What To Expect At SDCC: Devil's Due Entertainment
Somehow we found someone who is legit cooler than us (I know it's a sad day). Yep, he's got the credentials, at least for his job anyway. Just featured by CNBC as having one of the coolest jobs in 2013, and somehow Josh Blaylock found the time to speak with us about Devil's Due Entertainment and what they have in store for us this year at SDCC.
Where do you find inspiration for your work?
Everywhere. Personal life experiences, classic mythology, research of history, technological innovations. It all gets stirred around in the subconscious and then somehow ideas come out.
What is your favorite work you have done?
I'm very proud of the package we put together with Yumiko: Curse of the Merch Girl, collaborating with MURS on an amazing, unique hip hop version of a rock opera. My most favorite to work on on a regular basis would currently have to be Mercy Sparx, though, which is why I'm so glad the readers demanded we bring it back.
What current work are you most excited about?
Mercy Sparx - She is heaven's involuntary bounty hunter - a reluctant heroine caught in the system. Mercy Sparx's natural form is that of a classic red, horned devil girl, but she lives amongst us as a human, secretly working for Heaven. Her job is to hunt down angels who's gone off the grid and to retrieve them before everyone in Heaven's realm knows there's a problem. When not hunting, she's usually passing time in dive bars, taking her frustrations out with shots of whiskey and some punk rock to wash it down with.
I'm fortunate enough to say more of the same. I do have a lot of interests, though - I can't stop researching, learning, and experiencing them. I'd love to be able to split off into different clones that can devote 100% of their time to each different subject. A weird combination of creating comic books, alternative ancient history research, fringe sciences, natural health breakthroughs, financial education and building passive income, self-improvement, etc.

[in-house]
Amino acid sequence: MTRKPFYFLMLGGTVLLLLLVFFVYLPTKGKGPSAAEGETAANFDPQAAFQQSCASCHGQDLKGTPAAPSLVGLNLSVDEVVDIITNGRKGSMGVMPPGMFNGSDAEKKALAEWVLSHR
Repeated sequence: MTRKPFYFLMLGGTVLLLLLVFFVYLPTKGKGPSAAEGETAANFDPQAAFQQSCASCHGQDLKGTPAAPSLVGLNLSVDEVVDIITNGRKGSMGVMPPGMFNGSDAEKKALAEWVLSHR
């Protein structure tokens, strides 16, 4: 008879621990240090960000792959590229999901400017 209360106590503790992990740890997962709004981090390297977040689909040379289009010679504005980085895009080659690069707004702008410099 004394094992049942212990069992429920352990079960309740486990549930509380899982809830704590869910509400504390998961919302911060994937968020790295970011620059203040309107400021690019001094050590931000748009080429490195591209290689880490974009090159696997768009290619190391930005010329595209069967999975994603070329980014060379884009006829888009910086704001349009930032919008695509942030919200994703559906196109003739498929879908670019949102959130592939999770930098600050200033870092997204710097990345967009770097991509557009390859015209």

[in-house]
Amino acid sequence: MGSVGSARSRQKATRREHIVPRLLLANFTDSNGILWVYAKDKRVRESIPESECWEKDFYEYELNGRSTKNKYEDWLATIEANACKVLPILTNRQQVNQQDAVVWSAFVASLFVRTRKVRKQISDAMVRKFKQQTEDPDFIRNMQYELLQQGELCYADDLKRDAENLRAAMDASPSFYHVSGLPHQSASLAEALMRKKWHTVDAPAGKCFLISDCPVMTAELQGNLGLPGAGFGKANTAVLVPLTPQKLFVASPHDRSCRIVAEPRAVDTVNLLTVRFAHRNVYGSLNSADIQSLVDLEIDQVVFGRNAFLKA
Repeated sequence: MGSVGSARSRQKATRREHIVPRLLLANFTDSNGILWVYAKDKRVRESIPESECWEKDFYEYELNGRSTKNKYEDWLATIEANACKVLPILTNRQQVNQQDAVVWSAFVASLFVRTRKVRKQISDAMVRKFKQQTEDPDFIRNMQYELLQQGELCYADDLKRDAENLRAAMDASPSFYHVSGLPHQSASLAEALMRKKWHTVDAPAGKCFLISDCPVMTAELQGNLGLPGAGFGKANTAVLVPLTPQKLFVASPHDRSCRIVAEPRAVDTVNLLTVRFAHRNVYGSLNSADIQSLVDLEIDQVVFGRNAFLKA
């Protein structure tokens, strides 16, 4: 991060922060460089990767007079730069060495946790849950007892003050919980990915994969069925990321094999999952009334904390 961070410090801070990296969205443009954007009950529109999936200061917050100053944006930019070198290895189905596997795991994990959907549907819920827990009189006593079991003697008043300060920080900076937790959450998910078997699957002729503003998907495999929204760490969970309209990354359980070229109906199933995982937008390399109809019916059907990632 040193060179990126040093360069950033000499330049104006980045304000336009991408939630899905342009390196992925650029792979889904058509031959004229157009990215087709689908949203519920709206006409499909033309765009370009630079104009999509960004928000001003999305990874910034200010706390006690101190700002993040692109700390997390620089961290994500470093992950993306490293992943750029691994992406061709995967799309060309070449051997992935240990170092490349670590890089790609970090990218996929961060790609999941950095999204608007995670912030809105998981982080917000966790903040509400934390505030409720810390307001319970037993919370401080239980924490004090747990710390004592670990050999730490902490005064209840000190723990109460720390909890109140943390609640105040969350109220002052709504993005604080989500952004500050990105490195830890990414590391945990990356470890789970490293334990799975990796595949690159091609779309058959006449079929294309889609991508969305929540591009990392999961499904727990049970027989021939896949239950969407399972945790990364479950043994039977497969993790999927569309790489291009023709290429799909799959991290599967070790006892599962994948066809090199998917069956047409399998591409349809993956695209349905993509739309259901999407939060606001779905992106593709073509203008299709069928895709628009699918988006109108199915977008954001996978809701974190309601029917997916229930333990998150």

What do you typically offer at your booth at SDCC? Is there typically any exclusive items?
There's always something - everything from variant covers to exclusive t-shirts to VIP party passes.
What other uses have people found for your designs?
I've had books I've published used on everything from T-shirts to bootleg toys in Argentina, and it's always a trip. I think one of the coolest things is seeing the characters I created for G.I. Joe: Kamakura and Zanya, made into toys and in the case of the former, on some cartoon episodes as well. And a little off topic, but equally rewarding, is hearing songs from the Yumiko: Curse of the Merch Girl hardcover on the Pandora app.
What is your favorite autograph or collectible you’ve picked up at a convention?
One time at the Book Expo America, a total industry show where it's not open to the general public, Kevin Eastman was sitting next to our booth for the entire show. He was completely available to chat, and was so cool as to sit there for a half hour and draw me the most bad ass illustration of Leonardo - a complete original. Kevin's art was always some of my favorite growing up reading TMNT comics, and to have that is about as cool as it gets.
What is the best SDCC or convention moment you have had?
It's hard to narrow it down. Having Kevin Spacey on our panel was up there. The PopCult party in 2009 was amazing - paid for by Coke Zero and full of about 800 people enjoying live art, live music, DJs, and drinks. But really, it was probably those early days, hustling our asses off to sell G.I. Joe comics. The first year I went there, before G.I. Joe #1 came out, I didn't have money to live on after returning home. I had 13 people crashing in one big hotel suite to keep our costs down as much as possible (a lot of big names in the industry now actually, when we were all slumming it, ha). Then we made like $12,000 that weekend and it was enough to get by until the first issues dropped.